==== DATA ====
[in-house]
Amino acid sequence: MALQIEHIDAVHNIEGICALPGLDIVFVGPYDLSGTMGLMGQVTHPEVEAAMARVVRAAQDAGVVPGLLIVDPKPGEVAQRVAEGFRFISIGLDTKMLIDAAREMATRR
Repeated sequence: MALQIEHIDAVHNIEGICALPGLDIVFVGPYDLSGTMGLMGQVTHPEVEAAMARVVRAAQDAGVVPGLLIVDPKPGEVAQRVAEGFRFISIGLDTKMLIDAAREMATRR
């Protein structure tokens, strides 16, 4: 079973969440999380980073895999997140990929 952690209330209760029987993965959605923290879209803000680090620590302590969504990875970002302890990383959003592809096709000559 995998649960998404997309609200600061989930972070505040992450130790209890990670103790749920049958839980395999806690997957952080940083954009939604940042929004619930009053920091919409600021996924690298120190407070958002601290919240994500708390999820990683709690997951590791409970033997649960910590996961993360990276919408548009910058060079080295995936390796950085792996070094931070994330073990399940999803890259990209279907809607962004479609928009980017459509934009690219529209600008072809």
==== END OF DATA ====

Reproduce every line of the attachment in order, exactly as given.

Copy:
[in-house]
Amino acid sequence: MALQIEHIDAVHNIEGICALPGLDIVFVGPYDLSGTMGLMGQVTHPEVEAAMARVVRAAQDAGVVPGLLIVDPKPGEVAQRVAEGFRFISIGLDTKMLIDAAREMATRR
Repeated sequence: MALQIEHIDAVHNIEGICALPGLDIVFVGPYDLSGTMGLMGQVTHPEVEAAMARVVRAAQDAGVVPGLLIVDPKPGEVAQRVAEGFRFISIGLDTKMLIDAAREMATRR
């Protein structure tokens, strides 16, 4: 079973969440999380980073895999997140990929 952690209330209760029987993965959605923290879209803000680090620590302590969504990875970002302890990383959003592809096709000559 995998649960998404997309609200600061989930972070505040992450130790209890990670103790749920049958839980395999806690997957952080940083954009939604940042929004619930009053920091919409600021996924690298120190407070958002601290919240994500708390999820990683709690997951590791409970033997649960910590996961993360990276919408548009910058060079080295995936390796950085792996070094931070994330073990399940999803890259990209279907809607962004479609928009980017459509934009690219529209600008072809």